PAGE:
#115 Practically Real

by Tom Griffen

Gramps insists he planted my obsidian arrowhead. But mine isn’t one of the flawless reproductions he hid like Easter eggs around his property at the base of Cobb Mountain, an ancient volcano. I’m sure the one I found is real. Its shape, textbook. My archaeology class taught me this much at least.

My arrow point is broken, an immediate differentiator. Plus I dug it up. It wasn’t just sitting there, clean and shiny, atop other pieces of the razor-sharp volcanic glass that cut our barefoot heels as kids. Mine has dirt cemented in its cracks.

I’m pretty sure Gramps wasn’t even there when I unearthed it. I had escaped outside because Gramps, in mid-July, was testing out a new heater for his double-wide. While I watched jays dig for acorns in forest scree, he listened to Judge Judy reruns at full volume. I wandered his yard filled with machines rusting in tall grass, their bellies full of stale gas. I found my arrowhead beneath a mower that Gramps’ muscles could no longer move.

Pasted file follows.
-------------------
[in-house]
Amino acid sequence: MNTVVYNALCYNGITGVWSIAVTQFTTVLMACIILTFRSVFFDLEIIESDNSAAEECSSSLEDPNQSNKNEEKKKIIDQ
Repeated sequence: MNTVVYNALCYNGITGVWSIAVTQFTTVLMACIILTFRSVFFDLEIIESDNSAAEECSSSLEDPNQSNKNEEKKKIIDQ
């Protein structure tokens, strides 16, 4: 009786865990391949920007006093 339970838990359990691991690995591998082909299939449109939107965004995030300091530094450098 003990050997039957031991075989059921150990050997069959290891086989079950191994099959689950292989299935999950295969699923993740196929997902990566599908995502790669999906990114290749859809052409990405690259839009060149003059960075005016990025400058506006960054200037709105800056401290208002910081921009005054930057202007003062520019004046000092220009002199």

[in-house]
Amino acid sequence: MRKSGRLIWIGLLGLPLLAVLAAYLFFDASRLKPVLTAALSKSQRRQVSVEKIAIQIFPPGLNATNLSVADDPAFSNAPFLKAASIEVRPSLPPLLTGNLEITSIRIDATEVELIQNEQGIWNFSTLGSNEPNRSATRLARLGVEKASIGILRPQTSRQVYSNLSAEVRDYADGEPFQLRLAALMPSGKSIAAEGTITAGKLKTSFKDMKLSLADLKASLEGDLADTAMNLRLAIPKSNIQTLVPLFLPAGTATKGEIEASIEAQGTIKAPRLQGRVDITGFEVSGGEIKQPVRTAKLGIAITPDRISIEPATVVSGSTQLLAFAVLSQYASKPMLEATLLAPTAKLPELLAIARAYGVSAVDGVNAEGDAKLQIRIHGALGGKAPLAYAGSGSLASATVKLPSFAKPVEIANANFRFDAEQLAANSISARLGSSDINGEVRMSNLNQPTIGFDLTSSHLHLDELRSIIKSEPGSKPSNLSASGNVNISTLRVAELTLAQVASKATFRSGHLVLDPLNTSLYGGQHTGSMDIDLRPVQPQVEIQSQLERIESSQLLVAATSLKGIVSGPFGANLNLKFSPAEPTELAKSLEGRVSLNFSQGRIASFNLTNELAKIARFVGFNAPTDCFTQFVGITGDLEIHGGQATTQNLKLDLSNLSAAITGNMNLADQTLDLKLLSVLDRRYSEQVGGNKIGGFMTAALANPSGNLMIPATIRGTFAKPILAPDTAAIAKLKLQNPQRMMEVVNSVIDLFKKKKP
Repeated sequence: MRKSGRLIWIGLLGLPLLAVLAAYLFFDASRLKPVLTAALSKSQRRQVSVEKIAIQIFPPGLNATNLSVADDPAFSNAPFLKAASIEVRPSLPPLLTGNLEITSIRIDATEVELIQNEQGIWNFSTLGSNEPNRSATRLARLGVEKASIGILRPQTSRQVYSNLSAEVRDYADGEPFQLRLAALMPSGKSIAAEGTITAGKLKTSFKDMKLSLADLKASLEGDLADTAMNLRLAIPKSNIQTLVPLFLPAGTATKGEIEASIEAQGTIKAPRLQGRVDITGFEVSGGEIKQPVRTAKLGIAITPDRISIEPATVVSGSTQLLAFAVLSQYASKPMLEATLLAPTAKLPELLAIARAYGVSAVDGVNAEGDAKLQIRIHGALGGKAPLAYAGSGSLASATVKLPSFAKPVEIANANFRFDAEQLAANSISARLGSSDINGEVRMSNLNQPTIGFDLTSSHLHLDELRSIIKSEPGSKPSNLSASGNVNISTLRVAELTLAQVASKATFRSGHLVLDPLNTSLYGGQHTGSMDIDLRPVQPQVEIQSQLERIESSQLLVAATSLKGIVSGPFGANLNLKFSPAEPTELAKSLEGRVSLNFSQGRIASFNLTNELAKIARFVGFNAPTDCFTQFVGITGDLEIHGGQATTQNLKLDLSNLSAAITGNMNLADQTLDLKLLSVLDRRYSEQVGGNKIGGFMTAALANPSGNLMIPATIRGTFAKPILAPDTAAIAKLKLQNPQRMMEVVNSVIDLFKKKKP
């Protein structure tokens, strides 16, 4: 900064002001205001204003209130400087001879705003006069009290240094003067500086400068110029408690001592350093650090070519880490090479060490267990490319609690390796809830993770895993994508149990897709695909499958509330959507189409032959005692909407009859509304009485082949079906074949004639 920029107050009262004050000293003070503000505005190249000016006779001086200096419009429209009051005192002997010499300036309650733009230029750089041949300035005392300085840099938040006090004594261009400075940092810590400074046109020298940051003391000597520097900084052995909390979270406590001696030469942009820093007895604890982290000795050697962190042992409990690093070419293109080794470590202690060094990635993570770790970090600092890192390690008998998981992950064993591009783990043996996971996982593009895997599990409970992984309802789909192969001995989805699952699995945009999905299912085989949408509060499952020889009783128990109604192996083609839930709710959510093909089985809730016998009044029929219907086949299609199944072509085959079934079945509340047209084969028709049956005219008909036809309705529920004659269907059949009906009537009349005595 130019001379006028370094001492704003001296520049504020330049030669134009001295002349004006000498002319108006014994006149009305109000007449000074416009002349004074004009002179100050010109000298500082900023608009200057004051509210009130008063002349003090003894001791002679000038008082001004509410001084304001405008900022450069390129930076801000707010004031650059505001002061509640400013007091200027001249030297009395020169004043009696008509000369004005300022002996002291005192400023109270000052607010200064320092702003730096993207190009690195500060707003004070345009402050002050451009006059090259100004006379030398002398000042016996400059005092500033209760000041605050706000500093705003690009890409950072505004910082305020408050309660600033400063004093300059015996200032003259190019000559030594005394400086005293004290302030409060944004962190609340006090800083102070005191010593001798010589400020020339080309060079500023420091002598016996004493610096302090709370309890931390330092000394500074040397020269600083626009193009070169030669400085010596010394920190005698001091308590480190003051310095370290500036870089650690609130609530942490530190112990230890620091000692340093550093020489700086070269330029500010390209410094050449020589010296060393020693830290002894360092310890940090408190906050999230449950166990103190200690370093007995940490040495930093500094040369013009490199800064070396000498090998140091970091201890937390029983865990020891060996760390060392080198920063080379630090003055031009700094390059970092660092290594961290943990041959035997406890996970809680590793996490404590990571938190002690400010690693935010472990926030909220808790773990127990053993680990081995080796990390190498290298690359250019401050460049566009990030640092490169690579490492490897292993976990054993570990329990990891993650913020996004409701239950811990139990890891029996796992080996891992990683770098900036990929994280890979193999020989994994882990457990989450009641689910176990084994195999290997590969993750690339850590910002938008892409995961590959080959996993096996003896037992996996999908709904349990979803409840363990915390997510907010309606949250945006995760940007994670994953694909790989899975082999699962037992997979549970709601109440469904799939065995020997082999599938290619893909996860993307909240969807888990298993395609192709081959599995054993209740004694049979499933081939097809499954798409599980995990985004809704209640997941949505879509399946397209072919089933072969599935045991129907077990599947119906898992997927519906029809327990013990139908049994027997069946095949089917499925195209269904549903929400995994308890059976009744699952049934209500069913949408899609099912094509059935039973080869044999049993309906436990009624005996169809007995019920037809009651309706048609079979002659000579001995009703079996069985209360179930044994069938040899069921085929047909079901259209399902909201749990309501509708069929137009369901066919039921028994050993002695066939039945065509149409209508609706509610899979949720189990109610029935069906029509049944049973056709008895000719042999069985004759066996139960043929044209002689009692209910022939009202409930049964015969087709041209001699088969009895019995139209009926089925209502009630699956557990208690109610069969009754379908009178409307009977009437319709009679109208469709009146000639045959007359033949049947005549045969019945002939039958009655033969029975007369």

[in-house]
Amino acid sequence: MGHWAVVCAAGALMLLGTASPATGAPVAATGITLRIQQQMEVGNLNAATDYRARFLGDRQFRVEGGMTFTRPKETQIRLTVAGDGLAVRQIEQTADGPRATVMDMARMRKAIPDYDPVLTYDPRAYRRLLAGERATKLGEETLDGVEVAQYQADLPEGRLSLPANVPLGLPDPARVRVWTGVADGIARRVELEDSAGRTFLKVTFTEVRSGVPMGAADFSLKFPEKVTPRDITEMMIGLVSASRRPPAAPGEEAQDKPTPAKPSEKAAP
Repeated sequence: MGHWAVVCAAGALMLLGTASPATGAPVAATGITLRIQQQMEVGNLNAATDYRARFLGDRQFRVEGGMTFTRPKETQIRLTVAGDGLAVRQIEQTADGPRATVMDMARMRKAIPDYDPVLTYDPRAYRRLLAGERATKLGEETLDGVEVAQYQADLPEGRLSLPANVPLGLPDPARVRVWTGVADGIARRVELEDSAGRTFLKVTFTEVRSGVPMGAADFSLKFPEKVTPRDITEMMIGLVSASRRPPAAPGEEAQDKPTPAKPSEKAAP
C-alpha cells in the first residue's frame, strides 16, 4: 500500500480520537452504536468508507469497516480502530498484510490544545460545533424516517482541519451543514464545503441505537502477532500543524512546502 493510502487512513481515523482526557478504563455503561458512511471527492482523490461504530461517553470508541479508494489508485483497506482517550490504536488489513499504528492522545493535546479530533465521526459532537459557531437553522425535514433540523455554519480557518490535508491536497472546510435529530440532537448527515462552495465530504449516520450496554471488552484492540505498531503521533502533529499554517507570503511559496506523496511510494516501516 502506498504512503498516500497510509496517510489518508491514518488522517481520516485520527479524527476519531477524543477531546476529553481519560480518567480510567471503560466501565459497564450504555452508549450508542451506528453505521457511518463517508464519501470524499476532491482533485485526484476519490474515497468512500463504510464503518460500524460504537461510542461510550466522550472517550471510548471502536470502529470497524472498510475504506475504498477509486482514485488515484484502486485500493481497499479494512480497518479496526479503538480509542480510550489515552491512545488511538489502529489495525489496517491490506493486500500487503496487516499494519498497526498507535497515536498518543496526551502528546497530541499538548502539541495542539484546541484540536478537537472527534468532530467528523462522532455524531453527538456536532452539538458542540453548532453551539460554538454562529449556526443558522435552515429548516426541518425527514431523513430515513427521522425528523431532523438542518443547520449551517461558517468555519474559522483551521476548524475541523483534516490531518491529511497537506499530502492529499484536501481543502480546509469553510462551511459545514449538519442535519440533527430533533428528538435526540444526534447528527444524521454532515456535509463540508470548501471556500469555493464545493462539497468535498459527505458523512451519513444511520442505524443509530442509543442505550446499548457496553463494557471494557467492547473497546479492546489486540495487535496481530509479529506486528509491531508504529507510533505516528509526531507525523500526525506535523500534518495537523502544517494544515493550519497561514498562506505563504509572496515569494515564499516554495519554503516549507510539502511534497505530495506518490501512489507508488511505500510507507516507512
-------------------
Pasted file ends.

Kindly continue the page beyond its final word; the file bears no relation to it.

Surely Gramps is confusing mine with the one my brother Mike found. Mike credits luck for drawing him to his biface crystal, perfectly fractured, sitting in the middle of the gravel driveway. He believes it’s real. Had it framed even. I’ve repeatedly assured him it’s a replica but he tells me he doesn’t care. Says it reminds him of the good times we had at Gramps’ place in the mountains.

No comments: